Reader EmilianoZ pointed to a key section of a review of the documentary, “Page One: Inside the New York Times,” by Chris Hedges, who worked at the Times for 15 years. This is one of the best short summaries I’ve seen of the Faustian pact elite organizations (at least American ones) expect their members to enter into. From TruthDig:
The Times, like Harvard University, where I attended graduate school, is one of the country’s most elite and exclusive institutions. Its ethos can be best summed up with the phrase “You are lucky to be here.” That huge numbers of people at The Times, as at Harvard, buy into this institutional hubris makes the paper, where I spent 15 years—nearly all of them, thankfully, as a foreign correspondent a few thousand miles from the newsroom—a fear-ridden and oppressive place to work. The Times newsroom, like most corporate nerve centers, is a labyrinth of intrigue, gossip, back-biting, rumor, false piety, rampant ambition, betrayal and deception. Those who play this game well are repugnant. They are also usually the people who run the place.
When you allow an institution to provide you with your identity and sense of self-worth you become an obsequious pawn, no matter how much talent you possess. You live in perpetual fear of what those in authority think of you and might do to you. This mechanism of internalized control—for you always need them more than they need you—is effective. The rules of advancement at the paper are never clearly defined or written down. Careerists pay lip service to the stated ideals of the institution, which are couched in lofty rhetoric about balance, impartiality and neutrality, but astutely grasp the actual guiding principle of the paper, which is: Do not significantly alienate the corporate and political power elite on whom the institution depends for access and money. Those who master this duplicitous game do well. Those who cling tenaciously to a desire to tell the truth, even at a cost to themselves and the institution, become a management problem. This creates tremendous friction within the paper. I knew reporters with a conscience who would arrive at the paper and vomit in the restroom from nervous tension before starting work.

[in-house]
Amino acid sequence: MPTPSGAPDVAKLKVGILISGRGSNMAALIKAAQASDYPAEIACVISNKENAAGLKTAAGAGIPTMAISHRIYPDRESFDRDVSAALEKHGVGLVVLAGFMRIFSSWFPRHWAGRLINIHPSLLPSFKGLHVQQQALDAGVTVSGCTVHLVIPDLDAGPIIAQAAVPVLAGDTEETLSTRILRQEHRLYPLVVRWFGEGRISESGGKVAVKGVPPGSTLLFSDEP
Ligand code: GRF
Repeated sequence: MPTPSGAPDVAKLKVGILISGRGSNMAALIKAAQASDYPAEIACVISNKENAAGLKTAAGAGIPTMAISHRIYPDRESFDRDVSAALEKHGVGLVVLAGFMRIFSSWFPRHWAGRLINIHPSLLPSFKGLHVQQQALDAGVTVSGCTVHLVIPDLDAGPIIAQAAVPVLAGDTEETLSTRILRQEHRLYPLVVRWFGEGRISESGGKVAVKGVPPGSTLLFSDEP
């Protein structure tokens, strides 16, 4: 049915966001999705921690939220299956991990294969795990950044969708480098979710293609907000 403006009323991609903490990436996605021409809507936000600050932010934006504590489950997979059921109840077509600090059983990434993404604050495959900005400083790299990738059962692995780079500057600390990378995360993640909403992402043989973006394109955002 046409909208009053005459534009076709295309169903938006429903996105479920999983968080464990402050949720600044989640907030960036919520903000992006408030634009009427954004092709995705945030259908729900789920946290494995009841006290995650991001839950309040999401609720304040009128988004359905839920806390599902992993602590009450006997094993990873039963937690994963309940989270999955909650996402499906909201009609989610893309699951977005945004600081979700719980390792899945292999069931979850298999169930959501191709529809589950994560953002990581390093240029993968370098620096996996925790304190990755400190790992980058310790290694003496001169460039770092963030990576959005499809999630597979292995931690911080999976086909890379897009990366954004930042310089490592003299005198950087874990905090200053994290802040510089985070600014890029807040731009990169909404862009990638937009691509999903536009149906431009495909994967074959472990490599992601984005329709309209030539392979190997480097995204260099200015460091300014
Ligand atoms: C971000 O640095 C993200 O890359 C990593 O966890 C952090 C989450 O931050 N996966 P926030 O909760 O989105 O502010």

Hedges has gotten to nub of how these organizations work: the ambiguity, the insecurity, and the competitiveness, but there can also be variations within this pattern. For instance, McKinsey and Goldman both focused on academically successful people, not simply because they were presumably bright and diligent, but because they were also more likely to be compliant. Both firms also worked to discourage destructive competitiveness, such as backstabbing (remember, unlike journalism, most business activities, including consulting and investment banking, involve teamwork). At both firms, the real hard core jockeying took place in the partnership ranks, behind closed doors; the goal was to keep the juniors task focused and productive. So the fully panoply of ugly behaviors that Hedges witnessed may kick in at a more senior level in some settings than in others. Moreover, the the lip service to lofty ideals, the many overt and subtle ways the firms preyed on ambition and insecurity, and the way those who questioned the way the enterprise really worked were treated as invading viruses, all ring true to what I have seen.